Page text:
October 14, 2011 § Leave a comment
I made a grave mistake a while back. Looking back at this small moment in time I cannot help but be embarrassed. It’s pretty difficult to even talk about it.
Ok, here goes. I used to believe Elisha Otis invented the elevator.
What an idiot.
Well, I was corrected that day by a very blunt friend of mine. Otis did not invent the elevator. The elevator is about as old as dirt – the Greeks had Archimedes while the simple idea of using ropes and pulleys to ascend a height likely predated even the great Greeks. If I studied Asian culture more, they probably had this “invention” before the ice caps melted.
Nonetheless, elevators are about the most influential technology for the built environment. Sure, stairs are classic. Of course, doors keep out the weather and unkempt neighbors. Don’t forget simple rocks – they make walls alright. What’s so great about elevators is that they single handedly allowed us to inhabit space above the ground. They allowed us to transport goods as well as people, the elevator gave the tendon to the steel bones of our modern society.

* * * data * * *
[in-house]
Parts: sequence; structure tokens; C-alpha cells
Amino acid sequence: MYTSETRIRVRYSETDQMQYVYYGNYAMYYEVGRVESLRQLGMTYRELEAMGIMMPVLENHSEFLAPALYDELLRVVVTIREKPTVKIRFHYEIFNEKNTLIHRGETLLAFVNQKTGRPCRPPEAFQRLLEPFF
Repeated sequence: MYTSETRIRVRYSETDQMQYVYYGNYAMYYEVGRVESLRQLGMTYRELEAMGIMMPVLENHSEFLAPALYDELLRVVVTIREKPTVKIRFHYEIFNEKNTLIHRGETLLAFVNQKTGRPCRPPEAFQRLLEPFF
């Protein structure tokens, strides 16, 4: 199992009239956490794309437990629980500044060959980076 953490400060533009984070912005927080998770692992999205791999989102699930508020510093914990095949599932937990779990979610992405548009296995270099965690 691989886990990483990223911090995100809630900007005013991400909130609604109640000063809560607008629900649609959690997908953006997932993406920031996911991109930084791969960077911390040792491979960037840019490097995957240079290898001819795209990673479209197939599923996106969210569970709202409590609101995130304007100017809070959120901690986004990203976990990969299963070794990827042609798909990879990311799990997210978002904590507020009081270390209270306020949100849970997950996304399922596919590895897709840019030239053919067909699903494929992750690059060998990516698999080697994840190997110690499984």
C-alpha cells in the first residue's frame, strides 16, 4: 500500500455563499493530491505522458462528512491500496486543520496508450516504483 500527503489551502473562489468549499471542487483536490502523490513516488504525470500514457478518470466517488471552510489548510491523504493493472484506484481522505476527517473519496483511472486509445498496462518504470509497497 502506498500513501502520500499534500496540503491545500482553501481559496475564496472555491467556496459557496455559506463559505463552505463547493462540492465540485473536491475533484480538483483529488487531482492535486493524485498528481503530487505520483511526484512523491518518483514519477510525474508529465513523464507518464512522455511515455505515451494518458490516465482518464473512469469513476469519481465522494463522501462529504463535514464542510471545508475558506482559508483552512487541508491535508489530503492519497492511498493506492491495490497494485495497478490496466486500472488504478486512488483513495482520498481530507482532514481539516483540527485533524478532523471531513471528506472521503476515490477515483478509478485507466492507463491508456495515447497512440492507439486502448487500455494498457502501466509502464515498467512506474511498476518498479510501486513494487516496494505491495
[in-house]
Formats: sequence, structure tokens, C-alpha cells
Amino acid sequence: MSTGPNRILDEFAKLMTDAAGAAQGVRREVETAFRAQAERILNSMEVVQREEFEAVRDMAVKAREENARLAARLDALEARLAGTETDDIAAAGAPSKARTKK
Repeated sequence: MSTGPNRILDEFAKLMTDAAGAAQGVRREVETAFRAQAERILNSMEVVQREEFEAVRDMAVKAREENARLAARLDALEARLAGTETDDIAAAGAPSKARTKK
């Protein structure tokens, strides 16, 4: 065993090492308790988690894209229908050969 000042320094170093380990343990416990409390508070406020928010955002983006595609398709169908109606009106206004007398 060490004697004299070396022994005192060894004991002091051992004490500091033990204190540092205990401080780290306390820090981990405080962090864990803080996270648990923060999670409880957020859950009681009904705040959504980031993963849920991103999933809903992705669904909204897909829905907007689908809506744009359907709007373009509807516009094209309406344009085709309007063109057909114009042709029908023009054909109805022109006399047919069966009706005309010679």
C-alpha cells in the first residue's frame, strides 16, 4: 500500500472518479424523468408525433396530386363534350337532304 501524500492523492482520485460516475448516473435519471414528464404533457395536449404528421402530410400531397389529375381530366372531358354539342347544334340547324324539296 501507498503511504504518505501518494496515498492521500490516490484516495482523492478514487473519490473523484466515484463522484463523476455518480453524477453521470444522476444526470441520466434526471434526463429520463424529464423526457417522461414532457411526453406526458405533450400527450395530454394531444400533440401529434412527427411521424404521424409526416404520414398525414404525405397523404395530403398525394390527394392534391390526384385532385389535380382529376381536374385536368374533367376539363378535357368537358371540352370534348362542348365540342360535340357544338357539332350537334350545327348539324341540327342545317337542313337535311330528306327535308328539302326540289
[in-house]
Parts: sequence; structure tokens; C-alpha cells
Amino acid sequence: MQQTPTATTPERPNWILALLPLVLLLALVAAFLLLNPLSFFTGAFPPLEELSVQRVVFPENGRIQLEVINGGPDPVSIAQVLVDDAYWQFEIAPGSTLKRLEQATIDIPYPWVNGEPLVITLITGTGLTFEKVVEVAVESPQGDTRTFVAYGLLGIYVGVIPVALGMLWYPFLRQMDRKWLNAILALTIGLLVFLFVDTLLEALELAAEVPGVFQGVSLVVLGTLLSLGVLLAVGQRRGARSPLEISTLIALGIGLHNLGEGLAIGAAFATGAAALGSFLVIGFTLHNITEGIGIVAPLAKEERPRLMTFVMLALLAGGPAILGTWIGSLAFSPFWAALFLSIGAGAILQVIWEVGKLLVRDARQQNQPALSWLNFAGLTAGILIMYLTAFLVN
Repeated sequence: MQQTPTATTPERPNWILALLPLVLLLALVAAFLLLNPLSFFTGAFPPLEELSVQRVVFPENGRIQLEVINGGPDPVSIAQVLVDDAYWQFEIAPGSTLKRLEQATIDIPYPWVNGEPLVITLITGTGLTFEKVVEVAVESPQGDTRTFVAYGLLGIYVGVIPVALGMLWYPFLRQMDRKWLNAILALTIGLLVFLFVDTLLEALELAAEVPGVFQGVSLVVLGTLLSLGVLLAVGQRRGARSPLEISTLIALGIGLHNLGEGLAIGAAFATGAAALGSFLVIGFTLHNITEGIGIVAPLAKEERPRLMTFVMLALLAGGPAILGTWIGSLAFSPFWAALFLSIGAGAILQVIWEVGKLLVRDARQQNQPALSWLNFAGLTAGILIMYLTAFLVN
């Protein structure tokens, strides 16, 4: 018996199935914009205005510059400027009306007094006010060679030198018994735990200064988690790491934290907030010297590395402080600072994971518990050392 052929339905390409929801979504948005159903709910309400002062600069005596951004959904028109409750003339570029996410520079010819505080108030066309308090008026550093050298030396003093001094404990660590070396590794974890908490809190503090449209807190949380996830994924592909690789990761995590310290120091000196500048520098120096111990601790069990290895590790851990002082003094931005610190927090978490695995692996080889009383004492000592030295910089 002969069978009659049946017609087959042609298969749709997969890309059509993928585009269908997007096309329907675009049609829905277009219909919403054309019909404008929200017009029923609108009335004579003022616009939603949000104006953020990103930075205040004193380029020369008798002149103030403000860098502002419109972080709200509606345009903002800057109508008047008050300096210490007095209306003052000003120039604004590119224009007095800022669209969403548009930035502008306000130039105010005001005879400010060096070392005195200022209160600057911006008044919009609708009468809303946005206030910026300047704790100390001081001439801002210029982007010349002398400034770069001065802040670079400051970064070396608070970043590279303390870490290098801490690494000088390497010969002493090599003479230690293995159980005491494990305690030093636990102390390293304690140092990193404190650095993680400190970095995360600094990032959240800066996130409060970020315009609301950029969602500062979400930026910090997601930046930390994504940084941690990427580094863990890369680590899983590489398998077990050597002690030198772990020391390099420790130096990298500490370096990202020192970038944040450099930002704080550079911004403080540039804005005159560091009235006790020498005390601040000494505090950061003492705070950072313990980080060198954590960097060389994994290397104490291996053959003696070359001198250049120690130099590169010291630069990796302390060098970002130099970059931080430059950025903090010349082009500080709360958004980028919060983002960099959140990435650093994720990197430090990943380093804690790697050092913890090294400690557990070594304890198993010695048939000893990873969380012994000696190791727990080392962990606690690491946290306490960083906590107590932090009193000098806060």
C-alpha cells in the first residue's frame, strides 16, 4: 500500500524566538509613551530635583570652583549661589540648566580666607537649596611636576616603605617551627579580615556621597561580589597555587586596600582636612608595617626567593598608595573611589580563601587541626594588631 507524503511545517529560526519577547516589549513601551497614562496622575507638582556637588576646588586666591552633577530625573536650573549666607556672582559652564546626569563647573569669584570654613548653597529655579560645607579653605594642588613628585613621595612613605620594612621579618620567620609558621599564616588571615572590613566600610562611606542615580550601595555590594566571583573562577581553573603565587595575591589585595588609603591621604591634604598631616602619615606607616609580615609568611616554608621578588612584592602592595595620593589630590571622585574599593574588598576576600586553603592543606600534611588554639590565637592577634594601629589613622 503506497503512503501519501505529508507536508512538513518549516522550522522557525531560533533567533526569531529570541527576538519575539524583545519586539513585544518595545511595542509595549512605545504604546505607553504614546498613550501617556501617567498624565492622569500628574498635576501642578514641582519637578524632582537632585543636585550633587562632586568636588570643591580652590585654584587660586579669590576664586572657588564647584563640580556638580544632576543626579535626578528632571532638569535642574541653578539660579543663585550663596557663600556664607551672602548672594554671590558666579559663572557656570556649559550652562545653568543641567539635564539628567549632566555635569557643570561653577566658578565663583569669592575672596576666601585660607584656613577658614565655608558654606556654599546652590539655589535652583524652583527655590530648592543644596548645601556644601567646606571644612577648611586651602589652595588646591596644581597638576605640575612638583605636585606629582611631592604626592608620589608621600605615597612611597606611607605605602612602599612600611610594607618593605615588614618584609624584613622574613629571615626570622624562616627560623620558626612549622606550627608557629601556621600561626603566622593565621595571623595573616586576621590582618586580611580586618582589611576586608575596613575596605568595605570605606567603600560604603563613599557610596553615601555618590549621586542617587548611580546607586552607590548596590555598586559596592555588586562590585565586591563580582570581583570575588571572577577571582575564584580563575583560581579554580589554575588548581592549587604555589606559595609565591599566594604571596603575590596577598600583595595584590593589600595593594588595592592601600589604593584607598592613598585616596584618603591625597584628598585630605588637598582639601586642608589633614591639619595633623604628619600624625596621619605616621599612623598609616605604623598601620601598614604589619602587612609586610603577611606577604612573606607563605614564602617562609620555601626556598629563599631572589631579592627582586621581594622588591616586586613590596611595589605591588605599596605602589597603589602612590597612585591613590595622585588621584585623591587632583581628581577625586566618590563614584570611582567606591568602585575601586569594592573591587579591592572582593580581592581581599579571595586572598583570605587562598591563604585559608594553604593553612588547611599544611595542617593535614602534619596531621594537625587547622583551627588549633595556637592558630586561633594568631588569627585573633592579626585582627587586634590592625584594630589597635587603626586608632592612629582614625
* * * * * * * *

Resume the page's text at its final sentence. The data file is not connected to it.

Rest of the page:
The elevator is far from static in it’s trajectory as the bicep of architecture, the space elevator is so freaking cool that it still intrigues me a decade after I first heard about it. And how about elevators transcribing the Pacific or Mediteranean oceans? Forget about the “Beam me Up, Scotty” – that’s totally a particle elevator.
So, to wrap up the best of all my blog posts….. Elish Otis did invent the safety elevator at the 1854 Worlds Fair in New York – not a small feat when you think about the possibility of an elevator failing on top of the Petronas Towers.